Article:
What happens if you take a rubber dinghy and put the foils on it? Everything! We tried it on our skin in the icy waters of Lorient, France. An inflatable boat Zodiac with foils already available on the market, developed by Seair. The wings are electronically fed into the centre console and allow high-performance navigation.
I’m off the dinghy “flying”
One Zodiac 5.50 as standard has been modified by Seair with two J-shaped foils that have the horizontal part, which gives the upward thrust, so to speak, facing outwards from the hull (as opposed to what, for example, happened to the America’s Cup sailing catamarans).
After 15 knots the boat actually starts to “fly” with the foils. No exaggerated motorization is necessary, just an engine between 80 and 115 horses. With foils, even when sailing at already interesting speeds, let’s say 20 knots, the “perceived” speed seems lower. This is because it rises a few centimetres above the water and remains stable even with the wave.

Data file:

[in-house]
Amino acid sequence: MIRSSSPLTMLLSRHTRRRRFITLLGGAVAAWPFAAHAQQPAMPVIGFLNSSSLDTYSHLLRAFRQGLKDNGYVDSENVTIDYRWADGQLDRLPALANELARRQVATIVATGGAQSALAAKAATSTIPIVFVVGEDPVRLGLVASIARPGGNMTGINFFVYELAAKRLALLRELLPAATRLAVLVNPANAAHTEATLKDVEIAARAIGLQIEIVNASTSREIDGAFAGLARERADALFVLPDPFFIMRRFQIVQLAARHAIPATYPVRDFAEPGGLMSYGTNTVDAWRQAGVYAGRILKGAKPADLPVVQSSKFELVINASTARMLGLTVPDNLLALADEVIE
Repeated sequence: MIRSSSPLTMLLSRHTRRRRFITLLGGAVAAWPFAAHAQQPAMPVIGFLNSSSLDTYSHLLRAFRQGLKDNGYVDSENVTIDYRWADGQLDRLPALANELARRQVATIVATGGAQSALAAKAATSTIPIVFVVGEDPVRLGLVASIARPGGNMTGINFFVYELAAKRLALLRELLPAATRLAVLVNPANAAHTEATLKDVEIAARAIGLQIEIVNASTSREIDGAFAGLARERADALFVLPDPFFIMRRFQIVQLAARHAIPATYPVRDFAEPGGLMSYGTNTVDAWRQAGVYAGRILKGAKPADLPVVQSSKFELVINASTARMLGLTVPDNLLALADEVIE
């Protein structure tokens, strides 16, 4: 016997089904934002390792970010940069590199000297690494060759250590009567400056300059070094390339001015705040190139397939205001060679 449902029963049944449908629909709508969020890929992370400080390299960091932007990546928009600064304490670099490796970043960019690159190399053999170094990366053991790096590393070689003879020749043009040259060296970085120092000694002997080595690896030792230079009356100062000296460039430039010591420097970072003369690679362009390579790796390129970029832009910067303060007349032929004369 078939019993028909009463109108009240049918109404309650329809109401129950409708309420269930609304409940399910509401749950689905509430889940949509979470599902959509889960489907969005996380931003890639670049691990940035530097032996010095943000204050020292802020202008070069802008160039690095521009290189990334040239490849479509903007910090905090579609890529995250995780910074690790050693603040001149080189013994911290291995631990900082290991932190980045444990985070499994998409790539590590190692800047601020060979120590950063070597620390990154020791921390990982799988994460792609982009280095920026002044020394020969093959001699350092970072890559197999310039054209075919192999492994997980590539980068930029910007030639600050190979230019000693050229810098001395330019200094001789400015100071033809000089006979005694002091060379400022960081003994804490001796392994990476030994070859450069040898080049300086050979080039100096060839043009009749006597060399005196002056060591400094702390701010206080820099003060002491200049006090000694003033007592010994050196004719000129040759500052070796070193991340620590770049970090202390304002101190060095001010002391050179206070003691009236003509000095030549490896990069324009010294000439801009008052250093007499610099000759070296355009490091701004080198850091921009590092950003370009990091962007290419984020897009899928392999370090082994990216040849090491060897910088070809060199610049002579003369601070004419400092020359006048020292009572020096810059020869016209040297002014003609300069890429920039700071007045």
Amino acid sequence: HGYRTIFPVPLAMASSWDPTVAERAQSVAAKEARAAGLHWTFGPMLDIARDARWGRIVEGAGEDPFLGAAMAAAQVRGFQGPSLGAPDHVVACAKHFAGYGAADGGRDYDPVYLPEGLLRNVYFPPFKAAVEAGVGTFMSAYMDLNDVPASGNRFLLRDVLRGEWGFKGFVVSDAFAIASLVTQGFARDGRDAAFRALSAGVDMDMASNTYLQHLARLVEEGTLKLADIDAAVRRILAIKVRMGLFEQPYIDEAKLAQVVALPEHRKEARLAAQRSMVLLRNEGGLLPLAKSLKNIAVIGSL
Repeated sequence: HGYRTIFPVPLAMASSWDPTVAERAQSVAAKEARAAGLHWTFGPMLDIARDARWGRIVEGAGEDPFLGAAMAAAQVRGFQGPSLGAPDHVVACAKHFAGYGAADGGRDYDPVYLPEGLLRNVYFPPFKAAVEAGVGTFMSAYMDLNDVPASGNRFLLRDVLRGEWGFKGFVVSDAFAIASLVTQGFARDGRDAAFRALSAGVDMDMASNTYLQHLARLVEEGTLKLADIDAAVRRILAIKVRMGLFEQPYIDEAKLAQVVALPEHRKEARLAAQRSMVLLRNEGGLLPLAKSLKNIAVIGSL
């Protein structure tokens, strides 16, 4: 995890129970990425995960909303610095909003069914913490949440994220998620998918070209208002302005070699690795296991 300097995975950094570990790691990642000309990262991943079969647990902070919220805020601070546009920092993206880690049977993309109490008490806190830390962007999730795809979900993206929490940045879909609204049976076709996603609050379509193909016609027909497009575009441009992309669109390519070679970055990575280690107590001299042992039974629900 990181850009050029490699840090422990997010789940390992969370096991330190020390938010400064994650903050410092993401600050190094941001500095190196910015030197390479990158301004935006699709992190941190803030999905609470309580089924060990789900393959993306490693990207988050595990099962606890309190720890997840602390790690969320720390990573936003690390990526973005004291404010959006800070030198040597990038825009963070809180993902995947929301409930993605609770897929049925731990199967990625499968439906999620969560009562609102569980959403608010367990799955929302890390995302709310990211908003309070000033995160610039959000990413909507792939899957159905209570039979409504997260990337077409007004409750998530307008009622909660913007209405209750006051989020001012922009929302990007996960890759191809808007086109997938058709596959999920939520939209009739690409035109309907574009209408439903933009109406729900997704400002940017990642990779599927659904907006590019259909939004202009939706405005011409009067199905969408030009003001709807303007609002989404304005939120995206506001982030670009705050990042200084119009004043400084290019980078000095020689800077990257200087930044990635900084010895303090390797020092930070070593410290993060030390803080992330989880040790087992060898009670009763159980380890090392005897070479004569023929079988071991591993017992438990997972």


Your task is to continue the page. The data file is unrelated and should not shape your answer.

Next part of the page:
The foil shaft slides up and down through a hole in the bottom of the hull and continues inside the steering console. The adjustment of the foils from the rest position, with the tip, the horizontal part, near the hull, to the navigation position, is done by means of electric controls, as well as the angle of incidence of the foil with the water. In conditions of foiling navigation, the keel remains at about 25 cm from the water surface, both for the thrust of the two foils and for the fin placed at the end of the foot of the outboard engine.
Consumption reduced from 30 to 50%
Navigation is therefore very comfortable (you can’t hear the waves), even in rough seas the passage of the wave becomes very soft, but above all the fuel saving is exceptional: on average the consumption (measured by comparing an identical model, but not transformed) is 30% lower, reaching up to 50% savings in ideal conditions.